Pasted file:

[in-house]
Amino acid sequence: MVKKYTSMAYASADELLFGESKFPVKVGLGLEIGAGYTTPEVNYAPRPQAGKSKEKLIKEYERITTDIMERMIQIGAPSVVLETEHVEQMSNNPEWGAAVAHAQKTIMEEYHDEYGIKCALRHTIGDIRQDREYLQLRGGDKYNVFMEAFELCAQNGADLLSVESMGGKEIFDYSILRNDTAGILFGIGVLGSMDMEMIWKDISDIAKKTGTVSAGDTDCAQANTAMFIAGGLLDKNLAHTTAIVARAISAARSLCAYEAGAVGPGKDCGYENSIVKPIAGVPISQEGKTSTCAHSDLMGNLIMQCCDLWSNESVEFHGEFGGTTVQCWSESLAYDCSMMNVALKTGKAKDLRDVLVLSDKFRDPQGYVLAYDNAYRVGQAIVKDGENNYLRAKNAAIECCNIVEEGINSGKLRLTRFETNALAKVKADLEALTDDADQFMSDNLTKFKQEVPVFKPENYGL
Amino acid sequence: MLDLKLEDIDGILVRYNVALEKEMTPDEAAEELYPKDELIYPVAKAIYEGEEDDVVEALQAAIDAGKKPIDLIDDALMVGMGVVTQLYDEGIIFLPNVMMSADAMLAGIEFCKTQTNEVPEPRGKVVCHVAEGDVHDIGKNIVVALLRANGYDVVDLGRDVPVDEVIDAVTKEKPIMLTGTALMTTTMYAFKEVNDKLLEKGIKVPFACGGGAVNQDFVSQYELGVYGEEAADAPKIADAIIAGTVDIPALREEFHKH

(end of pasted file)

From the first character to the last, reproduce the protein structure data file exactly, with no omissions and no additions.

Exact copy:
[in-house]
Amino acid sequence: MVKKYTSMAYASADELLFGESKFPVKVGLGLEIGAGYTTPEVNYAPRPQAGKSKEKLIKEYERITTDIMERMIQIGAPSVVLETEHVEQMSNNPEWGAAVAHAQKTIMEEYHDEYGIKCALRHTIGDIRQDREYLQLRGGDKYNVFMEAFELCAQNGADLLSVESMGGKEIFDYSILRNDTAGILFGIGVLGSMDMEMIWKDISDIAKKTGTVSAGDTDCAQANTAMFIAGGLLDKNLAHTTAIVARAISAARSLCAYEAGAVGPGKDCGYENSIVKPIAGVPISQEGKTSTCAHSDLMGNLIMQCCDLWSNESVEFHGEFGGTTVQCWSESLAYDCSMMNVALKTGKAKDLRDVLVLSDKFRDPQGYVLAYDNAYRVGQAIVKDGENNYLRAKNAAIECCNIVEEGINSGKLRLTRFETNALAKVKADLEALTDDADQFMSDNLTKFKQEVPVFKPENYGL
Amino acid sequence: MLDLKLEDIDGILVRYNVALEKEMTPDEAAEELYPKDELIYPVAKAIYEGEEDDVVEALQAAIDAGKKPIDLIDDALMVGMGVVTQLYDEGIIFLPNVMMSADAMLAGIEFCKTQTNEVPEPRGKVVCHVAEGDVHDIGKNIVVALLRANGYDVVDLGRDVPVDEVIDAVTKEKPIMLTGTALMTTTMYAFKEVNDKLLEKGIKVPFACGGGAVNQDFVSQYELGVYGEEAADAPKIADAIIAGTVDIPALREEFHKH